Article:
I reckon her not being a resident in Saudi Arabia makes a difference, maybe changes taking places in the country itself play a role in the attitude towards Al Mansour. She was one out of three women invited by the crown prince, MBS, to join the kingdom's General Authority for Culture, a government body devoted to developing new arts-and-entertainment sectors.


Jalilah | 813 comments Bianca wrote: "Lila wrote: "Melanie wrote: "Dear All,

I've just started reading The Green Bicycle by Haifaa al Mansour, and I can report that so far it's very light and fun if you enjoy YA litera..."


I wonder if she was already living in the U.S. when she made Wadjda, or is she moved there after it was made?

I still have not seen the film, but of course now I want to more than ever.
It's a bittersweet story. I just finished it now. I loved Wadjda, felt sympathy for her mother and angry towards her father!
What a wimp! Further more it's a glaring example of how a religious state does not uphold the tenets of its religious. As mentioned earlier in Wadjda's school, and I'm sure the author put it there intentionally, men are allowed to have up to 4 wives, Only If they are able to provide equally for them. Wadjda's father can't even provide for 1 family let alone two!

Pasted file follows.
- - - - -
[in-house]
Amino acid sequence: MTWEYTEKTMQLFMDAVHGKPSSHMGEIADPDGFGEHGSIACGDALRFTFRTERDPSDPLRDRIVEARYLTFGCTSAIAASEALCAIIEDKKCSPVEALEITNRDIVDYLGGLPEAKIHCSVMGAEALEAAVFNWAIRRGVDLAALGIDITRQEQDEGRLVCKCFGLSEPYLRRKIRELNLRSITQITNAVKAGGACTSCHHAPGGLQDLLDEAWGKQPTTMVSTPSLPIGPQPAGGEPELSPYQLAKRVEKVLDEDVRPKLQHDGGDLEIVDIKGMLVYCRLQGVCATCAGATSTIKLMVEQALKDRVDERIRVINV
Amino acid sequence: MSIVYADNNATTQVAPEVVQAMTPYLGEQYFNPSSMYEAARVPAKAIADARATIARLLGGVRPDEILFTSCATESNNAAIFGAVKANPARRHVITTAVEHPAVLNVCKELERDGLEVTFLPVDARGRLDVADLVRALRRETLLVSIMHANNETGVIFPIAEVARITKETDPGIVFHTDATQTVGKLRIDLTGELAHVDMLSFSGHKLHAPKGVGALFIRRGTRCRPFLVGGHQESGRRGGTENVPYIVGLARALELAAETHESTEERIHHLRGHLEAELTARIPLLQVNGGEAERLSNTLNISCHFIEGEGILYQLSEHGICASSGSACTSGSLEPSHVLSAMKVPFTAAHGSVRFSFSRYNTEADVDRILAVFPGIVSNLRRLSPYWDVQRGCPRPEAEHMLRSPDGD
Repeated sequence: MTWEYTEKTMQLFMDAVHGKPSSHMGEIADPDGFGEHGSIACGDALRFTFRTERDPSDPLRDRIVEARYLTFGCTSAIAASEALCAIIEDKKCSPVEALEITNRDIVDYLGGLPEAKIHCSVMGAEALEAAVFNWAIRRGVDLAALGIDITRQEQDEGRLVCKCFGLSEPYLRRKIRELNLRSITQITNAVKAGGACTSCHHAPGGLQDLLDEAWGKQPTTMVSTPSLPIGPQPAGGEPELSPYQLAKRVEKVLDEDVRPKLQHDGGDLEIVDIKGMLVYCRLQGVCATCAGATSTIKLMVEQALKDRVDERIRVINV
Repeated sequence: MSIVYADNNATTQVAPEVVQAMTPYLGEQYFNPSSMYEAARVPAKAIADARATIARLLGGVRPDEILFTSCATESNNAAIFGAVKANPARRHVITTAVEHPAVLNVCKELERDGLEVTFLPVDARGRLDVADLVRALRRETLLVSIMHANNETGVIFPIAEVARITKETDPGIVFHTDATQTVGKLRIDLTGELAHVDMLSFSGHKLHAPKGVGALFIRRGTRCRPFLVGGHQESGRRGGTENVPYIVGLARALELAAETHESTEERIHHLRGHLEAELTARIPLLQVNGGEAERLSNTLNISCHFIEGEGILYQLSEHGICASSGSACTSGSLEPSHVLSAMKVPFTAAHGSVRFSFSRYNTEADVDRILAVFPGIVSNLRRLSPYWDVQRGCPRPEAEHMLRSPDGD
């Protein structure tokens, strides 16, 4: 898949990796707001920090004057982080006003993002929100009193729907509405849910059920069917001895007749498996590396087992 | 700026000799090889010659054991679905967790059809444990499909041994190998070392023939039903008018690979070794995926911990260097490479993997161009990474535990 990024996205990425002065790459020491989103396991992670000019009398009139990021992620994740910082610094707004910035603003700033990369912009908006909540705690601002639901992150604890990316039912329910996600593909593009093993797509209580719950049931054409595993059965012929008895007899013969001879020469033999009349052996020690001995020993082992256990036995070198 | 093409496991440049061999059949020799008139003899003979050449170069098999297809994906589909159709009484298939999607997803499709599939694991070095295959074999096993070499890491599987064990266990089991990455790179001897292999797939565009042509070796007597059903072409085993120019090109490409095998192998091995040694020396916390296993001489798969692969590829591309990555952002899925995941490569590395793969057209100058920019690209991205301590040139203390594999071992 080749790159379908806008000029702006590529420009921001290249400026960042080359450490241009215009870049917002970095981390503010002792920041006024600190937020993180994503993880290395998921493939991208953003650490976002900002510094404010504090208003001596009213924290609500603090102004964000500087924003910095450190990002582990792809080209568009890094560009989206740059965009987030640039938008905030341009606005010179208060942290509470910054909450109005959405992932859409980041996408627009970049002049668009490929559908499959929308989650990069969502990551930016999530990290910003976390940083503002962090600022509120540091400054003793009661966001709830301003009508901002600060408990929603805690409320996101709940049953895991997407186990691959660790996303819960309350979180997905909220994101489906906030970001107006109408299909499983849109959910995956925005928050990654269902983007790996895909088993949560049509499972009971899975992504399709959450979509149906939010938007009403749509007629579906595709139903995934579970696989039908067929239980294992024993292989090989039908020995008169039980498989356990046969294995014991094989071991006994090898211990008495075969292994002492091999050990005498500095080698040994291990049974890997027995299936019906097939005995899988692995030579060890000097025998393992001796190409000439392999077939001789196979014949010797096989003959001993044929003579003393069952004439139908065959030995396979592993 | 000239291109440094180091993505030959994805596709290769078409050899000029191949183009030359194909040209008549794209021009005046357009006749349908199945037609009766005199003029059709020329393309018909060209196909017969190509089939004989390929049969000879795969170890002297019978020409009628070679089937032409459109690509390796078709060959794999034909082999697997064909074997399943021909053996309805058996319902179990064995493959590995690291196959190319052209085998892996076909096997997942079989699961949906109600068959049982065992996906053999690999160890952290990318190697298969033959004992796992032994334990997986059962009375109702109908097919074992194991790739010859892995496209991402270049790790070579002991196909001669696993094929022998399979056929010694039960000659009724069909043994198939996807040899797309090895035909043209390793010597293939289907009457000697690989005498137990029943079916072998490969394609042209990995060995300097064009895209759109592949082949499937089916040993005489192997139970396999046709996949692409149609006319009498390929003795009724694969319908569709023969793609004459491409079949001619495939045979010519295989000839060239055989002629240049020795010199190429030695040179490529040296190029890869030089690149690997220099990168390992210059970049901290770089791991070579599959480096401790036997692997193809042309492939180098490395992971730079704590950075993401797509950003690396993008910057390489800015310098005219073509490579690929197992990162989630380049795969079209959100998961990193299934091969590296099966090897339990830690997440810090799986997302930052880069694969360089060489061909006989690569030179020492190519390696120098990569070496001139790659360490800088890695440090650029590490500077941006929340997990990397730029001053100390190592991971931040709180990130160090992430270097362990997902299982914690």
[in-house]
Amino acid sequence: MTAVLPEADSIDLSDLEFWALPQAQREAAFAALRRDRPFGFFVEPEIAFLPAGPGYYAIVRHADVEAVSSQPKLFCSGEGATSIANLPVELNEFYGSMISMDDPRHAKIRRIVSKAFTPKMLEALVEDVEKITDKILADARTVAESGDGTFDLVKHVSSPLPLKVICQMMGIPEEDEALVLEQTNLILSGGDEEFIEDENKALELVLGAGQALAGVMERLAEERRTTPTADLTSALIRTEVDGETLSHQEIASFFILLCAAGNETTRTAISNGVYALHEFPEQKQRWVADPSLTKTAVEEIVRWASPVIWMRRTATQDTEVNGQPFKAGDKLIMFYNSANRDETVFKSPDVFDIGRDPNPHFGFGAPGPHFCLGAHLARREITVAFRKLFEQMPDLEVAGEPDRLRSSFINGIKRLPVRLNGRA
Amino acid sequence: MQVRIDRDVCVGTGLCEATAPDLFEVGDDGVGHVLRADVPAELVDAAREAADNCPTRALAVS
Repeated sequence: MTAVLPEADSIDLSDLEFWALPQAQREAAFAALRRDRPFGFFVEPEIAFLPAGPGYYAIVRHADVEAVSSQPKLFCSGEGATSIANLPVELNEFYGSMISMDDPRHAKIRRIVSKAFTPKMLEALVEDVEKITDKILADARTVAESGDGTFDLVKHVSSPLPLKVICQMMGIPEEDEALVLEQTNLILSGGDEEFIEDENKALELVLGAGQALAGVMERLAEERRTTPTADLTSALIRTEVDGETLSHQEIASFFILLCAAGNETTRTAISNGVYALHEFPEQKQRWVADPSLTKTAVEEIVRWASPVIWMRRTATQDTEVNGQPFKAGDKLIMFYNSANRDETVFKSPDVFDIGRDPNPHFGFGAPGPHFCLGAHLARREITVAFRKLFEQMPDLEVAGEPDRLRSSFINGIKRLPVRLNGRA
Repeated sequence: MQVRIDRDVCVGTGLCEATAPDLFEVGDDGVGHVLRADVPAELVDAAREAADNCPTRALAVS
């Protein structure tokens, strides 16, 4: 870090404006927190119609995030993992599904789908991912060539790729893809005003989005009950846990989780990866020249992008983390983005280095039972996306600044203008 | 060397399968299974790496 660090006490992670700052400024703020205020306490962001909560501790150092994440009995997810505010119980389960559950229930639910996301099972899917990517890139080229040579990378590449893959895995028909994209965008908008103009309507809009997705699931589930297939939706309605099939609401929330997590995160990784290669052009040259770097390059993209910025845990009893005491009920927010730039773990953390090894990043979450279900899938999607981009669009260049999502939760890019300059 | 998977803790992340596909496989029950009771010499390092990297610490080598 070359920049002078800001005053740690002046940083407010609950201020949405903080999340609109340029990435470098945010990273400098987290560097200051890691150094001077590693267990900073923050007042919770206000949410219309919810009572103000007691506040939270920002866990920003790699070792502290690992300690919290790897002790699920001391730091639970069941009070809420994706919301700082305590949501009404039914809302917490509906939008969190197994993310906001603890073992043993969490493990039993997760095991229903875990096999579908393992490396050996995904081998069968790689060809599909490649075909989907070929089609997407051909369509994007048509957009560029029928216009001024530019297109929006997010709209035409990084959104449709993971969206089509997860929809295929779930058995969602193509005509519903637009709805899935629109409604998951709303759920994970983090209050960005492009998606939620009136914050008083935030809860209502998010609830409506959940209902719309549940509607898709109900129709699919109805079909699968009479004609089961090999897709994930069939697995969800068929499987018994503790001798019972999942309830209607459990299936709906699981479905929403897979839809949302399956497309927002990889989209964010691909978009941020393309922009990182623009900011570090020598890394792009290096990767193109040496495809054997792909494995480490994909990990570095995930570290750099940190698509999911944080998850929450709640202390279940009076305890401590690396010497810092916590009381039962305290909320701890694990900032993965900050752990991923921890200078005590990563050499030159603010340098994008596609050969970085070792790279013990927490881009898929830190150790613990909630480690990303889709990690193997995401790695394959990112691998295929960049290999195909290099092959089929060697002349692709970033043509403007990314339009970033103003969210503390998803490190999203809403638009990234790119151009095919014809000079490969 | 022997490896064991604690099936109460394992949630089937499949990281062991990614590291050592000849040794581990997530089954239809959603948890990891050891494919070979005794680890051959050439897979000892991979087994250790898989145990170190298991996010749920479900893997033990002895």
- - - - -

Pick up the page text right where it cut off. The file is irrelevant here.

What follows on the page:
In the end I was happy for Wadjda but was sad because I knew it was just a matter of time before she will have more problems. I'm sure once she's older she will not be allowed to ride her bike any more.


Bianca | 15 comments Not sure, but she married her American husband in 2007 so my assumption is that she already in the US by then. Interestingly enough, the film was shot in Saudi!

Ofcourse Wadjda's perspectives look grim. Wondering if there are auto-biographic aspects to the story? There's a chance she'll adapt as she goes through puberty - don't most girls? And I mean this in a very general way!! The headstrong suffer the most.